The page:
home
RSS
Can Mitt Romney’s evangelical ambassador seal the deal before Election Day?
Mark DeMoss and Mitt Romney at Liberty University, where Romney delivered the commencement address in May.
September 1st, 2012
10:00 PM ET

Can Mitt Romney’s evangelical ambassador seal the deal before Election Day?

By Dan Gilgoff, CNN.com Religion Editor

Tampa, Florida (CNN) – The task of selling a Mormon presidential candidate to evangelical America has fallen to a public relations man who’s not even getting paid for what may be the toughest sales job of his career.

For six years, Mark DeMoss has served as Mitt Romney’s unofficial evangelical ambassador, making the case that born-again Christians should help elect the first Mormon to the White House.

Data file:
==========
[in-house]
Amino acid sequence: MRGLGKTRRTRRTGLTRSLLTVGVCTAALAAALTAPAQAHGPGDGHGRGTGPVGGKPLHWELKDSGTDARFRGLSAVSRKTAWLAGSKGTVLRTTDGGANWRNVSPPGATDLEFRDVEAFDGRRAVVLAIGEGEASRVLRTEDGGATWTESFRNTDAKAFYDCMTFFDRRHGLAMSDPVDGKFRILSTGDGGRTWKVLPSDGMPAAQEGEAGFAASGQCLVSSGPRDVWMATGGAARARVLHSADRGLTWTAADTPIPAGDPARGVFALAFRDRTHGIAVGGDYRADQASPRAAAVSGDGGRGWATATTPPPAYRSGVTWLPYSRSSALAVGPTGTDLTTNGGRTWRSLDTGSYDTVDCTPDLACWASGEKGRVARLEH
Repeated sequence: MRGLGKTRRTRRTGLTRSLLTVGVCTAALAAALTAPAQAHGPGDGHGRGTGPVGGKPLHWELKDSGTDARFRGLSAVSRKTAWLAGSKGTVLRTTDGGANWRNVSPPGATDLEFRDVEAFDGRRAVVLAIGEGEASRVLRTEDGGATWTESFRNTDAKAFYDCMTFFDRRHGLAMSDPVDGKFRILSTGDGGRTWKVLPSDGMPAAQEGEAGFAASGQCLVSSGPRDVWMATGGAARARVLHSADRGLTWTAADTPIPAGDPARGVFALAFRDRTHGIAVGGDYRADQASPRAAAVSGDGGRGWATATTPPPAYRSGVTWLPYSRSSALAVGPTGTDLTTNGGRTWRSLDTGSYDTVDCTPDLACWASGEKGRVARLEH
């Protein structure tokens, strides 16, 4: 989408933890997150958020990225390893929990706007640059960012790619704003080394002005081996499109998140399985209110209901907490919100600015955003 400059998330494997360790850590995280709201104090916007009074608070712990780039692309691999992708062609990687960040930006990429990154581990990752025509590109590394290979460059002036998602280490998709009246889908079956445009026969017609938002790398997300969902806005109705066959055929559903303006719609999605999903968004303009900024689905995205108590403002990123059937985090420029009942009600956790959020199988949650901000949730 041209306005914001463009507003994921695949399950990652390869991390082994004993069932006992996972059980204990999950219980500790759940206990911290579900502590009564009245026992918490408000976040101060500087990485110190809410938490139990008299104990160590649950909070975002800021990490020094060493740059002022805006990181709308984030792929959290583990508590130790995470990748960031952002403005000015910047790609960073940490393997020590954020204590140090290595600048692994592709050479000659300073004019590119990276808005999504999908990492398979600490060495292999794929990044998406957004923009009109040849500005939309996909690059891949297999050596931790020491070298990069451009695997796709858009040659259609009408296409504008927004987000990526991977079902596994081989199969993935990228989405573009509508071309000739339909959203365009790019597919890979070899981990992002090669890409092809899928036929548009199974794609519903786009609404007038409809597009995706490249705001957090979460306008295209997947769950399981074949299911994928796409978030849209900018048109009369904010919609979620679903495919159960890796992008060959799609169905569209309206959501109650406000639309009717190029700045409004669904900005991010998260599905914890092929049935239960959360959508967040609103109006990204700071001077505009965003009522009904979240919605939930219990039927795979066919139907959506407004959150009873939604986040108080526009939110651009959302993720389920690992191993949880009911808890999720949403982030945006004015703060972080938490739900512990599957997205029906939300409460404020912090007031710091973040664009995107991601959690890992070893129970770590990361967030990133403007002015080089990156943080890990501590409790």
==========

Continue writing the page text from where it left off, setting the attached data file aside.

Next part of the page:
It has often been a lonely job.

During this year’s primaries, DeMoss found himself addressing audiences of evangelical leaders in which nearly everyone was rooting for another candidate: Rick Santorum, Newt Gingrich, Rick Perry – anybody but Romney.

“It would have been tough for anyone other than Mark,” says Richard Land, the public policy chief for the Southern Baptist Convention, remembering how DeMoss performed in one hostile setting last January. “The audience was stacked for Santorum and Gingrich.

“But he has a lot of street cred with evangelicals,” Land says of DeMoss. “He understands us because he’s one of us. So he did great.”

CNN Explains: What’s Mormonism?

Now that Romney has outlasted the other candidates to become the Republican nominee for president, DeMoss is using that street cred to help the candidate close the deal with evangelical voters in the weeks before Election Day.

It’s unclear whether he will succeed.